Of course there are circs. in which it's appropriate. Ditto the subjunctive. I didn't mean that use of the passive was unusual - just that it's greatly over-used. And this is the first time I've seen the Grauniad, or any other newspaper, for that matter, heralded as an example of good writing. :) Journalists - and I realise that I may be stepping on a few whatchamallems here - are notoriously bad writers in the same way that TV folk are notorious for their bad use of the spoken word.
Finally, of course we need to point these, and many other aspects of language, out to our students, but as with so many other aspects of grammar, many students - victims of the system - spend more time learning how the carburettor works instead of learning how to drive.--Technopat 11:40, 11 September 2009 (UTC)
I use the Guardian not as an example of "good writing" - however we may wish to define it - but as an example of writing which our students will certainly encounter. In my opinion, whatever is commonly used is "good" for our students, and any attempts to impose some arbitrary standard of "good" use of language on popular culture are doomed to failure.
With you second point I agree completely. It is far more important to give our students practice in "driving" than it is to give them courses in theoretical engineering.--Bob M 14:20, 11 September 2009 (UTC)

Colourless green ideas sleep furiously[edit]

i was about to add the above phrase (coined by Noam Chomsky as an example of a perfectly constructed but nonsensical error) only to find that Wikipedia describes it as a "category mistake". Is WP correct (ha ha) and if so, is it worth TEFLpedia having an article on category mistakes? Totnesmartin 15:20, 5 January 2010 (UTC)

Hi Totnesmartin. Having read (OK skimmed) the WP article I now understand what a "category mistake" is. As you say - perfectly constructed but nonsensical. This is clearly different to what many English teachers are used to seeing - sentences which are badly constructed and nonsensical.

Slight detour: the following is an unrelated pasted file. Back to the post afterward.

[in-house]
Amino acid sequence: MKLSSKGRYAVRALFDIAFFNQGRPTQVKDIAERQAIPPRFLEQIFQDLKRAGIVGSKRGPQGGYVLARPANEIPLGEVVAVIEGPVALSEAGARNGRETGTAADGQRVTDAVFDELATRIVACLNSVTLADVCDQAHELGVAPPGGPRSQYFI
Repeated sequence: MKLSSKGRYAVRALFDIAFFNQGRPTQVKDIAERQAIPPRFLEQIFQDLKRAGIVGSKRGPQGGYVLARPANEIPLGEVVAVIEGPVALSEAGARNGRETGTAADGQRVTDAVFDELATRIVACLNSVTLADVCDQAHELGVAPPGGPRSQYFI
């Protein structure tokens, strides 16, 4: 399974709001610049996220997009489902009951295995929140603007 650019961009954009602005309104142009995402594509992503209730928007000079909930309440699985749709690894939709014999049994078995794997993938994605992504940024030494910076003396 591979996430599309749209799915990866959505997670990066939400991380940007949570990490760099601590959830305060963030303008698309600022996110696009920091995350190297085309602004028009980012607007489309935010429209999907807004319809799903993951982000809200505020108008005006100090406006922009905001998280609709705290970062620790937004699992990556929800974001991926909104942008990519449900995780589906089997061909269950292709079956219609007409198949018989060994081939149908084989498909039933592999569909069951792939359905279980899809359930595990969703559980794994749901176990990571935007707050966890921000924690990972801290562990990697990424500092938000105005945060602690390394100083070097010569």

To answer a bit more seriously, our objective is to write (mainly) for English teachers and in Standards of style we state: "Although we aim to become an encyclopaedic reference source we would like our articles, in general, to be accessible to the average reader." I personally think that "category mistake" is a bit too far into linguistic theory for both the average English teacher and, indeed, the average reader. However, it is always possible that I may be misjudging both groups and if you were to create such an article I would not call for its removal.
But apart from that, thanks for reverting that bit of vandalism, thanks for joining in and a very Happy New Year.--Bob M 19:36, 5 January 2010 (UTC)
That's what I thought - too theoretical rather than about teaching per se. And happy repose of hieroschemamonk Symeon of the Pskov Caves to you! totnesmartin 20:18, 5 January 2010 (UTC)
And blue tasting walnuts thinking inwardly at a straight bent angle to you.--Bob M 22:06, 5 January 2010 (UTC)